There are many Sunan, acts the Prophet (ﷺ) used to do, that we can do on Eid day. 


One of the first Sunnah is to perform ghusl, a full-body ritual bath, before leaving for the Eid prayer. We should also wear our best clothes on this day. These can be brand-new clothes or outfits we’ve saved for special occasions.


Another sunnah is to eat an odd number of dates or something sweet before leaving for the Eid prayer.


Attending the Eid prayer is also a significant part of the day’s celebration. The Prophet (ﷺ) also used to walk to the prayer, which we should do so as well, if we’re able.


The recitation of takbeer (“Allahu Akbar, Allahu Akbar, La ilaha illallah, Allahu Akbar, Allahu Akbar, wa Lillahil Hamd”) is also an essential sunnah for Eid day. We recite the takbeer while leaving our homes for Eid prayer until it begins.


After the Eid prayer, Muslims should greet one another with the traditional greeting,Taqabbal Allahu minna wa minkum (May Allah accept (our good deeds) from us and you).


All in all, Eid is a joyous occasion that brings us together in celebration and gratitude of Allah (SWT), especially when we follow our Prophet (ﷺ)’s example. See our article on the Sunan of Eid Day. 

Significance of Eid Al Fitr

Why is Eid al-Fitr important?

After a month of fasting in Ramadan, Eid al-Fitr is the occasion to celebrate its completion, with family, friends and community. A day when we visit loved ones, share gifts and food and pray Eid Salah in the congregation.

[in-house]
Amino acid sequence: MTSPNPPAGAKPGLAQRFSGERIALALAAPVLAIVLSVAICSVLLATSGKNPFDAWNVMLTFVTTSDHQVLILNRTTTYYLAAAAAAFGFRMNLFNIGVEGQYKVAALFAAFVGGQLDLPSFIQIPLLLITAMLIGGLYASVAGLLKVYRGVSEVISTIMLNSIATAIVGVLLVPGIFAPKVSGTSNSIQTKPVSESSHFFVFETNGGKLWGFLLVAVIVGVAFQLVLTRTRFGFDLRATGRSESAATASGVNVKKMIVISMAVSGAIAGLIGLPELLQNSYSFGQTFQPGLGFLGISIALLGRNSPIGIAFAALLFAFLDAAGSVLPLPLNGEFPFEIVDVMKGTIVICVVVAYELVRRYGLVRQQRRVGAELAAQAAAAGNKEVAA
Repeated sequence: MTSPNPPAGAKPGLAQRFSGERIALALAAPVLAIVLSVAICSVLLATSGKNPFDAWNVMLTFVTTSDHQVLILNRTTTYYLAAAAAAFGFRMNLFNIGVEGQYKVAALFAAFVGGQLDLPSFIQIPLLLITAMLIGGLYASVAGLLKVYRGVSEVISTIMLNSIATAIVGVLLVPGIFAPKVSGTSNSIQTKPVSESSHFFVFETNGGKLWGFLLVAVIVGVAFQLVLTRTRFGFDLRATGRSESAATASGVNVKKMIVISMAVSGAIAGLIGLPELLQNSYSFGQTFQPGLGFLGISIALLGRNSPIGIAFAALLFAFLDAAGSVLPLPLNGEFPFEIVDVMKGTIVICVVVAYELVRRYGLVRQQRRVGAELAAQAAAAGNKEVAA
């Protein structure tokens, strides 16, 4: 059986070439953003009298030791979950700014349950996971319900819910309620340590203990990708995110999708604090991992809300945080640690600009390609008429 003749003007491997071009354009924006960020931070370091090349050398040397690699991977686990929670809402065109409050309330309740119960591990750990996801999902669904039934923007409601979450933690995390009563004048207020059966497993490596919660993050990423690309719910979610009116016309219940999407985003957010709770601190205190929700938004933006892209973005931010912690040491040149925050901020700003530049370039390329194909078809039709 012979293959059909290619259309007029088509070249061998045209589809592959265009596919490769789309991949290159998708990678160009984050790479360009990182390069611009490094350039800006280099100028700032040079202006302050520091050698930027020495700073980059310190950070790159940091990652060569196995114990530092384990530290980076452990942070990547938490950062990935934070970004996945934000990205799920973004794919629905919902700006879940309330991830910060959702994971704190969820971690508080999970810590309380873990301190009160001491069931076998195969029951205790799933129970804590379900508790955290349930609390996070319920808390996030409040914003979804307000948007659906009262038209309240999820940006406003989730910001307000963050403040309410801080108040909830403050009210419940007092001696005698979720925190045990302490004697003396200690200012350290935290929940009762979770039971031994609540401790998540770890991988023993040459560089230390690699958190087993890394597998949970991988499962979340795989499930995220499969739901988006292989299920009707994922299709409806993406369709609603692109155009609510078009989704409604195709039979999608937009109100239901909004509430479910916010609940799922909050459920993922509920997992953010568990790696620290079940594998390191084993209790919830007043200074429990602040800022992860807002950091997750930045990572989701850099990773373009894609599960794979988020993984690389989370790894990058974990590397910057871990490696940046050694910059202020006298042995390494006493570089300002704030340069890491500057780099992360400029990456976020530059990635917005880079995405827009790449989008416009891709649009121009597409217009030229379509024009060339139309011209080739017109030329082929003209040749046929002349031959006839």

Furthermore, it’s also a day of showing happiness and gratitude to Allah (SWT) for allowing us to spend Ramadan in His worship. A day we’re encouraged to engage in increased dhikr (remembrance of Allah) as well as prayers. 


Indeed, it’s important to remember Allah on all occasions. As the Prophet (ﷺ) reminded us:

"If anyone finds pleasure in receiving an answer from God in times of difficulty, he should make many supplications when times are easy."

What does Eid al-Fitr symbolise?

In Islam, Eid al-Fitr is a celebration that symbolises the rewards Allah (SWT) gives us for being patient and steadfast.


The name itself means “Festival of Breaking the Fast” and occurs at the of a month when we fast consecutively for 29 or 30 days from dawn to dusk.


Therefore, Eid al-Fitr can be seen to represent the bliss of the Hereafter Allah (SWT) promises those who engage in good. It also symbolises the importance of remembering Allah (SWT) on all occasions.


As Allah (SWT) promised us in the Holy Qur’an: 

"Surely with hardship comes ease."

After a month of fasting from dawn to dusk, physically, Ramadan can be quite tough for many Muslims. Eid ul-Fitr is a reward for this, and a day of celebration with family and friends.

When did the Prophet (ﷺ) Start to Celebrate Eid Al-Fitr?

The first Eid al-Fitr occurred in Madinah, 624 EC. It was in the second year after the Hijra Sharif, when early Muslims had completed their first month of fasting in Ramadan. 


When the Prophet (ﷺ) arrived in Medina, he found people celebrating on two days, in which they engaged in recreational activities. Thereafter, Prophet Muhammad (ﷺ) announced two days of celebration. Eid al-Fitr, at the end of Ramadan, in Shawwal. And Eid al-Adha, in Dhul Hijjah.